The Bible says that God is a consuming fire. This presence of the smoke and fire here, was some form of a Godly appearance to make covenant with Abram. There had to be shed blood to seal the covenant. Abram's part of the covenant was to believe that God would truly keep covenant with him.

Even though this land did not belong to Abram's descendants until much later, God drew off the lines right then what would belong to Abram's descendants. They are still fighting about this very thing even today in Israel.

 

Verses 19-21: Kenites … Jebusites”: The various peoples who inhabited the land are named. Such precise detailing of the nations in the land of Canaan attests again to the specificity of the Promised Land in God’s promises.

Genesis 15:19 "The Kenites, and the Kenizzites, and the Kadmonites,"

“The Kenites, and the Kenizzites, and the Kadmonites”: In this and the following verses ten nations are reckoned as occupying the land of Canaan at this time, whereas only seven are mentioned in the times of Moses and Joshua; and these three are not among them.

Aben Ezra thinks these people had two names, and Jarchi interprets them of the Edomites, Moabites, and Ammonites, who shall be the inheritance of the children of Israel in future times, according to (Isaiah 11:14).

Some are of opinion that the Midianites are meant by the Kenites, since Jethro, Moses's father in law, who was of Midian, is called the Kenite, as was also Heber, who was of the same race (Judges 1:16).

There were Kenites near to the Amalekites in the times of Balaam, and who dwelt among them in the times of Saul (Numbers 24:20).

Genesis 15:20 "And the Hittites, and the Perizzites, and the Rephaims,"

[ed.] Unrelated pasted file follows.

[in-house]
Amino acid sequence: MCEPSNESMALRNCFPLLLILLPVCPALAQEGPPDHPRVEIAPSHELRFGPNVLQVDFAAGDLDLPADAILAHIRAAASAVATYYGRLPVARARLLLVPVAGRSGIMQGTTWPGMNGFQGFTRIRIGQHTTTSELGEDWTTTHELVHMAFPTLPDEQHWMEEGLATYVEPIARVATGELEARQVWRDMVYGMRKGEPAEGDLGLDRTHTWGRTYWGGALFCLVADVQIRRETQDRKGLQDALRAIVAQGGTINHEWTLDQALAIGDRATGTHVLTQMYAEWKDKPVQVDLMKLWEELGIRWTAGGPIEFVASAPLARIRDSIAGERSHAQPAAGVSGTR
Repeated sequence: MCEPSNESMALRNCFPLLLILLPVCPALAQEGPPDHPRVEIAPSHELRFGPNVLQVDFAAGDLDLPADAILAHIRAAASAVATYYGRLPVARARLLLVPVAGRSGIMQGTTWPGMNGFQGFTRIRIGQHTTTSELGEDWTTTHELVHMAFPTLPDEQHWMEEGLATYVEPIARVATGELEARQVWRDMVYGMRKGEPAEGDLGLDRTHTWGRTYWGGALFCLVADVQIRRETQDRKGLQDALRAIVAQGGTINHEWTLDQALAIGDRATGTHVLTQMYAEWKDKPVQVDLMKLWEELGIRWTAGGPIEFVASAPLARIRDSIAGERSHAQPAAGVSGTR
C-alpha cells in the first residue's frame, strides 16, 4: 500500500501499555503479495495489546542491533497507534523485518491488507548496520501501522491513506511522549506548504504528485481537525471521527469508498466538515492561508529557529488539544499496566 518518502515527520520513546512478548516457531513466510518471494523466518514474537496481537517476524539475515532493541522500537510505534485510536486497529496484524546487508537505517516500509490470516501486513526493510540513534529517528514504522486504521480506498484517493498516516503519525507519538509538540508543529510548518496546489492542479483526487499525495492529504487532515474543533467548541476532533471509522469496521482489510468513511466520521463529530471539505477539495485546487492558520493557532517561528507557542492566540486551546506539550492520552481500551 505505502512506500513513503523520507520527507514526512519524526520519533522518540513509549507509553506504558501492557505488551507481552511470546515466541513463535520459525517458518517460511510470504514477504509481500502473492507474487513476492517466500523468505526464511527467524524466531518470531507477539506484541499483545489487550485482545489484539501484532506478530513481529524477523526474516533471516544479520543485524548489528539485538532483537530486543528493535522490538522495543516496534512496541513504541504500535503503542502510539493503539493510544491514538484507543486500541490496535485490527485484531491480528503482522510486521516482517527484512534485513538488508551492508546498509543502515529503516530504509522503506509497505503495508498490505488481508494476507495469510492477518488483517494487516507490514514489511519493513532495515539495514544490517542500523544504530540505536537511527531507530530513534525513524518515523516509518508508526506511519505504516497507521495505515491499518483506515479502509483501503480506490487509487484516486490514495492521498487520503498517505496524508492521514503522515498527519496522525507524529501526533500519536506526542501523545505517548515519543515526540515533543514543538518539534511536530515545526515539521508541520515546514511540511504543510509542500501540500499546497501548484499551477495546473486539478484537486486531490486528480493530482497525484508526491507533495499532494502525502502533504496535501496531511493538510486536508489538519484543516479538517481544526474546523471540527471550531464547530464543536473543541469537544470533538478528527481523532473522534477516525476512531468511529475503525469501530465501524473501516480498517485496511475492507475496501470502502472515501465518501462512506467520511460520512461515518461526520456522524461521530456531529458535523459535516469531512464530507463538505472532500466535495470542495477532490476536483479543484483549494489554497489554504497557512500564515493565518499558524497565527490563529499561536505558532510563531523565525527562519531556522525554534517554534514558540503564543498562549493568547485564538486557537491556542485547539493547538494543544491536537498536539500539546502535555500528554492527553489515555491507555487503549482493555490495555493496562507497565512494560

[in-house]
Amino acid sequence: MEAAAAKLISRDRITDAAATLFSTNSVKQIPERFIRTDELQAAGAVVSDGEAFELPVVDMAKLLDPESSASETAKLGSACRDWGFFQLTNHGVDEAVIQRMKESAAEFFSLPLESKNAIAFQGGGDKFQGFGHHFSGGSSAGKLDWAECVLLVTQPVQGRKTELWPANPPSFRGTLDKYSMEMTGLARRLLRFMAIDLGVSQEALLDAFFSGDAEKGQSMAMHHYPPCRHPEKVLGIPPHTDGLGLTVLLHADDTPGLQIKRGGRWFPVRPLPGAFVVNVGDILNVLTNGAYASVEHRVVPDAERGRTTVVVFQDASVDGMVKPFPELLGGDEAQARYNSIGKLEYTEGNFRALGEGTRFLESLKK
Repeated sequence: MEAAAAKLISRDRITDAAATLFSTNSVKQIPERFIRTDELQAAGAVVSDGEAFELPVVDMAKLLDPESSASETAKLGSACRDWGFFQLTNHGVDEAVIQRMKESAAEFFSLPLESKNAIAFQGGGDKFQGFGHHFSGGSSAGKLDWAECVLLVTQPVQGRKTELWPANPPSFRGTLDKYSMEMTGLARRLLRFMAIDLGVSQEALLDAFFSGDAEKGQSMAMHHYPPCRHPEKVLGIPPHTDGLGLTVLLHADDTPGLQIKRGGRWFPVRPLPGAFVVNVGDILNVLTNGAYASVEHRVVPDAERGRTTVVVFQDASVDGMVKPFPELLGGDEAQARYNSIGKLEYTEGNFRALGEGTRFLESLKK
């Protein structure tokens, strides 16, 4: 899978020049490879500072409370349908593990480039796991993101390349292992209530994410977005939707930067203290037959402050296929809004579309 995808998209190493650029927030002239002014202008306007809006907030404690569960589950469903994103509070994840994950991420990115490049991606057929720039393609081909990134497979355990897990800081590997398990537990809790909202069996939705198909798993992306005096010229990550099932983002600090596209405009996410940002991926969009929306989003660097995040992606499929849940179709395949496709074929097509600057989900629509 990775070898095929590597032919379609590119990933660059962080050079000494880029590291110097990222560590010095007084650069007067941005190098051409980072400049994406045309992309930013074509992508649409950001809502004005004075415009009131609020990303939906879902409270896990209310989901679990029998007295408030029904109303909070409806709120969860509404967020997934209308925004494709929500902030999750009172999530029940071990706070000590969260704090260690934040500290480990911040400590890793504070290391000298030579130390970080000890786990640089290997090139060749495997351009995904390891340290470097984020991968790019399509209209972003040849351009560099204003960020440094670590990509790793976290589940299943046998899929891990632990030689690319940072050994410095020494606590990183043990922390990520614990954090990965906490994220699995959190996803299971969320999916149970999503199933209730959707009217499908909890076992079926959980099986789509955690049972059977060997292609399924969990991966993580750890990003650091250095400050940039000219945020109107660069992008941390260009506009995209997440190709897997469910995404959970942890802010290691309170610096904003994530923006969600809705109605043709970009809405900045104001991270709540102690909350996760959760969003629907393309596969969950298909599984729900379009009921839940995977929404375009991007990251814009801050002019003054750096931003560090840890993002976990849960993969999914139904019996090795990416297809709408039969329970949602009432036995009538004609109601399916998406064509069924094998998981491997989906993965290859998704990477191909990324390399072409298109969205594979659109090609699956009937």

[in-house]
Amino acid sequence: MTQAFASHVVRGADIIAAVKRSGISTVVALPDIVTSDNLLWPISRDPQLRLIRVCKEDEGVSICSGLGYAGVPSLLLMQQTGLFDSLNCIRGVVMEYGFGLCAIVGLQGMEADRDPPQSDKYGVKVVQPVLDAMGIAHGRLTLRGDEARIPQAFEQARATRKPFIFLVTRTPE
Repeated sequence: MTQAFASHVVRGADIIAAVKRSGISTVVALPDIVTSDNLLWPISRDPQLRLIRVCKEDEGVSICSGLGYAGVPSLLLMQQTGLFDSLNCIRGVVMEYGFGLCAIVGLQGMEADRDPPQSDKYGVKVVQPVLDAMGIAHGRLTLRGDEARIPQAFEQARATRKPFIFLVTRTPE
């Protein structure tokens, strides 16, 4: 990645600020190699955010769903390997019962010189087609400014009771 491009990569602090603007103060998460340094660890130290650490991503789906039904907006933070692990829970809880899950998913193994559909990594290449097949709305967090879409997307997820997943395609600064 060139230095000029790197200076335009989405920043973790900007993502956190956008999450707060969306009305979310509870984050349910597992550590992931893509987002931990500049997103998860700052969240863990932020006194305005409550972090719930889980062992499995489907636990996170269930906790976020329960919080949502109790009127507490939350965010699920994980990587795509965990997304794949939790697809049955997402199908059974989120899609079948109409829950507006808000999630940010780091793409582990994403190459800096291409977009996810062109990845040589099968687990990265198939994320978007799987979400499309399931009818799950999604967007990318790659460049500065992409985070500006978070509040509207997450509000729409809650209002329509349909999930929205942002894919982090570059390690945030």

"And the Hittites": Who had their name from Heth, a son of Canaan (see Genesis 10:15); they dwelt about Hebron, in the south of the land of Canaan.

"And the Perizzites": these dwelt in the wood country of the land (Joshua 17:15); and seem to have their name from dwelling in villages, and at a distance from towns and cities, and were a boorish and uncivilized people (see Genesis 13:7).

"And the Rephaims": or "giants", as the Targums of Onkelos, and Jonathan; they dwelt near the Perizzites (Joshua 17:15); of these see (Genesis 14:5).

Genesis 15:21 "And the Amorites, and the Canaanites, and the Girgashites, and the Jebusites."

"And the Amorites": The same with the Amorite (Genesis 10:16); they inhabited both on this and the other side Jordan.

"And the Canaanites": Which were a particular tribe or nation that bore the name of their great ancestor Canaan (see Genesis 13:7).

"And the Girgashites": The same with the Gergesenes (in Matthew 8:28); of these (see Genesis 10:16).

"And the Jebusites": Who inhabited Jerusalem and about it, which was first called Jebus, from the founder of this nation (see Genesis 10:16).

There were 10 peoples mentioned here. This was God dealing against world government. These people did not follow after God. Their land would be taken from them, and given to the descendants of Abram, when Moses led them to the Promised Land.

Genesis Chapter 15 Questions

1.      What was God's first statement to Abram?

2.      What was Abram complaining about?

3.      What was the name of Abram's steward?

4.      What did God show Abram to show him the number of descendants he would have?

5.      In verse 6, what was counted as righteousness?

6.      Why did God bring Abram out of Ur?

7.      Just as we do, Abram asked God for what?

8.      What 3 things did Abram bring for sacrifice that was 3 years old?

9.      What 2 other things did he bring?

10.  What did Abram do with them?

11.  What 2 things could the 3 years old mean?

12.  Why were the turtledove and pigeon not separated?

13.  A lasting covenant involves what?

14.  What were the vultures symbolic of?

15.  What warded off the vultures?

16.  What was the darkness in verse 12 symbolic of?

17.  How long would Abram's descendants be afflicted?

18.  What does 430 mean?

19.  What would happen to the nation that persecuted them?

20.  Would God's people come out empty handed?

21.  What 2 things does verse 15 tell us about death?

22.  In verse 16, how long is a generation?

23.  What 2 things, in verse 17, symbolized God?

24.  Where were the boundaries set for Israel that day?

25.  What did the Bible call God that we see here, and in the burning bush?

26.  What did the fact that there were 10 peoples that would be overthrown mean?